Gender Wage Gap and Women's Rights in America

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Until today, the United States of America performed significant movements to assure women's rights since the 17th century.

Individuals who opposed extra efforts to ensure women's rights claim that a notable number of women in the U.S. now work in the government, own businesses, and gender unfairness has declined (Milligan para. 1-10). But, women in America still make less than men for the same positions and qualifications, are furthermore discriminated against in areas of work, and encounter sexual disturbance, among other challenges, hence more effort needs to be made to assure equal rights for women in the American culture. Women's right refers to efforts made to secure equal rights for women relative to those of men (Milligan para. 2). Opponents might point that the U.S. society has made a considerable stride in establishment and protection of women rights thus no more work is needed. This is a valid argument because women in the country could own property prior to colonization era. However, the country adopted the English system of property ownership after colonization in 1769 (Milligan para. 2). The system prohibited married women from owning property in their names. However, the law was abolished in 1848 through after passage of the New York’s Married Women’s Property Act that allowed women to own properties.

Women were also denied equal voting rights. Thanks to the First Women’s Rights Convention where the Declaration of Sentiments and Resolution was signed (Milligan para. 6). The resolution allowed equal treatment of men and women under the voting rights of women in the country in 1848. Twenty years later, the National Labor Union (NLU) campaigned for equal pay for equal jobs in 1868 (Milligan para. 7-8). The union required women to be paid the same as men for equivalent jobs with same qualifications. The Congress supported the equal pay policy by requiring Federal Equal Pay for equal work in 1872.

The U.S. also did not allow women to vote or vie for offices prior to the 19th century. The Equal Rights Party nominated the first women to run for the presidency in the U.S. in 1872 (Milligan para. 8-9). Unfortunately, no woman was allowed to vote. The Supreme Court prohibited women from voting in a case that involved Minor v. Happersett in 1874. Women were also discriminated against in workplaces until the late 19th century. From opponents’ perspective, changes began when African American women established the National Association of Colored Women in 1896 (Milligan para. 14-16). This is a logical observation because the organization promoted equality for women by raising funds to support children and women. The union also opposed racial violence and segregation. Mary McLeod Bethune organized another union called National Council of Negro women that opposed discrimination based on gender, race, and also job discrimination in the late 1890s.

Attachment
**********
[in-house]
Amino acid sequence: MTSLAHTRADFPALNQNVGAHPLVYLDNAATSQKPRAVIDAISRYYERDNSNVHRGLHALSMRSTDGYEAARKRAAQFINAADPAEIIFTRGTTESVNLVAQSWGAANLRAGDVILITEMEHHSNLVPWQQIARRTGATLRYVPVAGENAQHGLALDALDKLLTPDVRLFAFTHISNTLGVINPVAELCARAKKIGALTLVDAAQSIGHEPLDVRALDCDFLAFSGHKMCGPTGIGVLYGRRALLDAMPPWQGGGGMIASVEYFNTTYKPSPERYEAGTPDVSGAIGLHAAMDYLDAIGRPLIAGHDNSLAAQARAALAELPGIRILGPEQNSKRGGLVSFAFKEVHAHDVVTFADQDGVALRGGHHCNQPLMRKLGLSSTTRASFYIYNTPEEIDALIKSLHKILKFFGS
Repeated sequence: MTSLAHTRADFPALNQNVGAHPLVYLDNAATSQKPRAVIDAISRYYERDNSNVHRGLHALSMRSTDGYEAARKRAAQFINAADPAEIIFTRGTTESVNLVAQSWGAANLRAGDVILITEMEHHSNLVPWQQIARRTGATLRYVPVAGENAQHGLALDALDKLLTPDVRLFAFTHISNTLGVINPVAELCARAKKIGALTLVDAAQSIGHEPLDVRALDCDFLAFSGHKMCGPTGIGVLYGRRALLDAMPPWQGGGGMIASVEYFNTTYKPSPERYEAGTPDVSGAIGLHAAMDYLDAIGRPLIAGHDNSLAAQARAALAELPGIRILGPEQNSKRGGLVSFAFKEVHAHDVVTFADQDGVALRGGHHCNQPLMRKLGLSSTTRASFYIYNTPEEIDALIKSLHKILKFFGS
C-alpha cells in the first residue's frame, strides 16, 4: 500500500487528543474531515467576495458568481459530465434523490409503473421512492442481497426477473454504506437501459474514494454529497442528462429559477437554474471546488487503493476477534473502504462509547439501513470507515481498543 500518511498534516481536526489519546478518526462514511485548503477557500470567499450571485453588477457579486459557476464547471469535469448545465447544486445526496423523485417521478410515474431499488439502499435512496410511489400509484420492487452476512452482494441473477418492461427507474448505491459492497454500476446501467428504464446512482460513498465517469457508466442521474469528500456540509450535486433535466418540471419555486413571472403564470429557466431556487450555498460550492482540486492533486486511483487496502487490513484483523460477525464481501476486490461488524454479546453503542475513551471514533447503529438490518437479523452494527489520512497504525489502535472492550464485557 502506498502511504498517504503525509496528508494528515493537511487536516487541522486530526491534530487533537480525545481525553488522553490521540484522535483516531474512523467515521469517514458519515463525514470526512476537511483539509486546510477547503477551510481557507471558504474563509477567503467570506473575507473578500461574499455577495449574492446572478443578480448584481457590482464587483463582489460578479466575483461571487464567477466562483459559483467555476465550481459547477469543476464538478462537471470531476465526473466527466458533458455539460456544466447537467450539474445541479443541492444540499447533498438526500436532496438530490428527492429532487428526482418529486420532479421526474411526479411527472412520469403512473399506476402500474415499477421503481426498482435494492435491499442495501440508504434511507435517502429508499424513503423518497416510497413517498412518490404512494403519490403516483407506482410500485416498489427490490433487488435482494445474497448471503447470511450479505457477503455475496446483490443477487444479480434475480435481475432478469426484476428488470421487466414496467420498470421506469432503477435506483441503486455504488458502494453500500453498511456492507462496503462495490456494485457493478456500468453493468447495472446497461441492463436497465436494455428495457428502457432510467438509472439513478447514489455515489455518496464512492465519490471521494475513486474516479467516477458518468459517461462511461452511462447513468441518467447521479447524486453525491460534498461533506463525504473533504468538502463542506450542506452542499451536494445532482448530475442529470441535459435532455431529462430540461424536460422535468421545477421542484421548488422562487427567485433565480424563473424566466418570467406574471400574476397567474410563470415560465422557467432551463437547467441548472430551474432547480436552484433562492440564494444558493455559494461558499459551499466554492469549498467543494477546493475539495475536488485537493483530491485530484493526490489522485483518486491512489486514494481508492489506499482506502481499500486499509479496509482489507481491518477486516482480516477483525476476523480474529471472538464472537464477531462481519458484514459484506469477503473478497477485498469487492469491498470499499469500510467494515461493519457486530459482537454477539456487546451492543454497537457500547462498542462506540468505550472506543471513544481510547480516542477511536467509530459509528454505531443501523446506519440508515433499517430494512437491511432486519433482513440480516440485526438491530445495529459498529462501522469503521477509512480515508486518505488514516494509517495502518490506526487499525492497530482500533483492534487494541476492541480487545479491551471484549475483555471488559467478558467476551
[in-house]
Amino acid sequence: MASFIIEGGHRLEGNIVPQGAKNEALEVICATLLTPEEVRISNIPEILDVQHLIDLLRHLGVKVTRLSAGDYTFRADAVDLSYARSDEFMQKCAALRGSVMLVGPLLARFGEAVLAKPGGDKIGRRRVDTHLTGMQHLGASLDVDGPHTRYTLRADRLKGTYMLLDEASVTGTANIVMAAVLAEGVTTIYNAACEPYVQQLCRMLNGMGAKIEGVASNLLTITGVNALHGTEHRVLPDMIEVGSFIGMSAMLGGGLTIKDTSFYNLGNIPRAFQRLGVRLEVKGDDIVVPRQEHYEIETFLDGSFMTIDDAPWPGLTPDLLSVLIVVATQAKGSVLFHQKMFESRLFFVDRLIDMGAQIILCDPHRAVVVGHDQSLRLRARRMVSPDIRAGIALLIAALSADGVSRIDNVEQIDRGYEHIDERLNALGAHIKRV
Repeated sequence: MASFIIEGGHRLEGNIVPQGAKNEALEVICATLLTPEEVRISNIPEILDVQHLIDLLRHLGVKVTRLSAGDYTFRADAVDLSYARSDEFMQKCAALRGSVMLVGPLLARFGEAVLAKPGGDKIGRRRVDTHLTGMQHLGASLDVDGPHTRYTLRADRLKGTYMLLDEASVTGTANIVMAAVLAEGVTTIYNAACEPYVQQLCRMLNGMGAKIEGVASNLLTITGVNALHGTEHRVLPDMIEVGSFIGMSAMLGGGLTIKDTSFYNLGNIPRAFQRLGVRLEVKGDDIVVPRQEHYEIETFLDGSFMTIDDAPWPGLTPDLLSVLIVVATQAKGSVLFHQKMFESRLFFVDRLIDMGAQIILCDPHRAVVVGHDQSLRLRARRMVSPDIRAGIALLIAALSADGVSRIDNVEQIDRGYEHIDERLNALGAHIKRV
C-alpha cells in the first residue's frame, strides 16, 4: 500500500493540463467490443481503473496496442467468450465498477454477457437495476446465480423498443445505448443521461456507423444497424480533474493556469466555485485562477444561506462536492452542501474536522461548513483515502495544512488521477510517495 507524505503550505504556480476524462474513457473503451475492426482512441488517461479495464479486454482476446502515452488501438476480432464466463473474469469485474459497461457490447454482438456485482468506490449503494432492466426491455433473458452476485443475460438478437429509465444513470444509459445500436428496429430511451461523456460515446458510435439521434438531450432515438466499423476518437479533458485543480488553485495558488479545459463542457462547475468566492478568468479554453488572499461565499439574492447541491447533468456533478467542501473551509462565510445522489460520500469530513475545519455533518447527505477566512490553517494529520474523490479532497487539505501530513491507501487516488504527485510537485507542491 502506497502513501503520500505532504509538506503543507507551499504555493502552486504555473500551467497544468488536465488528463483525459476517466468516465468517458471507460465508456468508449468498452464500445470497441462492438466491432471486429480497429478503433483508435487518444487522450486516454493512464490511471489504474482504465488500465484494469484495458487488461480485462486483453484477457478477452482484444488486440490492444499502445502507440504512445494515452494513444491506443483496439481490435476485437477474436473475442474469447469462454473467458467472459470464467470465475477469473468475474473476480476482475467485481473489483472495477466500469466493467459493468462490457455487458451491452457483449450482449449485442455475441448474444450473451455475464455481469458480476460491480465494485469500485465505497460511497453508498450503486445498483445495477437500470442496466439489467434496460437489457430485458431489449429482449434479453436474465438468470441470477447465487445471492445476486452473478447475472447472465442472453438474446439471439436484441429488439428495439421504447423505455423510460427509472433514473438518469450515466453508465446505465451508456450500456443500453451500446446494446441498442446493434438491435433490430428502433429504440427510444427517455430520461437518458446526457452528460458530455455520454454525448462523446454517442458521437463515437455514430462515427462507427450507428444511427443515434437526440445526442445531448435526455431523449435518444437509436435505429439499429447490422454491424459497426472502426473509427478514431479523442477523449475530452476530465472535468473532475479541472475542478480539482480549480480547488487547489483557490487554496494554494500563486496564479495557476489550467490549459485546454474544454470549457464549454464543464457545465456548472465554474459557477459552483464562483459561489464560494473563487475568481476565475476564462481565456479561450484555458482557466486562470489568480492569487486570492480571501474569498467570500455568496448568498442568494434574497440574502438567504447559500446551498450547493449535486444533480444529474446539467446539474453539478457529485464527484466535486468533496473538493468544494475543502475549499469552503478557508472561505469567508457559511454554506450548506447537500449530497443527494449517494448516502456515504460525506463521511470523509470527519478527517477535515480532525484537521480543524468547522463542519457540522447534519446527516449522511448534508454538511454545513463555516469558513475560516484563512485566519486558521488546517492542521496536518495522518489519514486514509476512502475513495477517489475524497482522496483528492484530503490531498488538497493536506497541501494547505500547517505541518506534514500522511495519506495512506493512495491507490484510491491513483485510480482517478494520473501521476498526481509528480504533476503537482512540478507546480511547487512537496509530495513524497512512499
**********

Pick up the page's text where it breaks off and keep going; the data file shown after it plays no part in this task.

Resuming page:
Further search shows that the U.S. has continued making a significant move towards securing women’s right since 1900 to date ((Milligan). For example, Women’s Trade Union League was established in 1903. The league advocated for improved working conditions and wages for women. The 19th Amendment was also ratified to give women the right to vote since 1920. The U.S. further revised the Equal Rights Amendments in 1943. However, substantial cases of discrimination against women in the workplace were still reported in 1963 (Milligan para. 23-26). As such, the equal rights amendment was improved to include fair hiring, affordable child care, and paid maternity leave. The Equal Pay Act became a law in 1963 and Civil Rights Act was passed one year later. The other changes included an extension of the Civil Rights Protection to women in 1967, the passage of the Title IX of the Education Amendments in 1972, the establishment of Abortion Right in 1973, and signing of the Fair Pay Act into law in 2009 (Milligan28-35).

Although the U.S. has done remarkable work to secure women’s rights since the 17th century, more work is still needed. Opponents seem to have overlooked a number of facts. First and foremost, the U.S. ranks number 28 out of the 145 states in a global ranking of equality for women released yearly (Bush para. 5). The country also dropped 8 places in 2015 in terms of wage equality for same work and women in public offices. Further research shows women occupy only about 26% of high government positions in the U.S (Bush para. 10). Therefore, the country needs to put more efforts to establish more women’s rights while protecting the existing ones.

In conclusion, the U.S. has done a recommendable job in establishment and protection of women’s rights. However, more work is still needed to uplift women’s rights in the country to the same level as Iceland and Norway among other countries leading globally in terms of promoting women’s rights.

Works Cited

Bush, Mia. US Women Make Strides Toward Equality, But Work Remains. VOA News, 8 Mar. 2016 Accessed 12 June 2017.

Milligan, Susan. Stepping Through History: A Timeline of Women's Rights from 1769 to the 2017 Women's March on Washington. U.S. News, 20 Jan. 2017, Accessed 12 June 2017.

October 25, 2022

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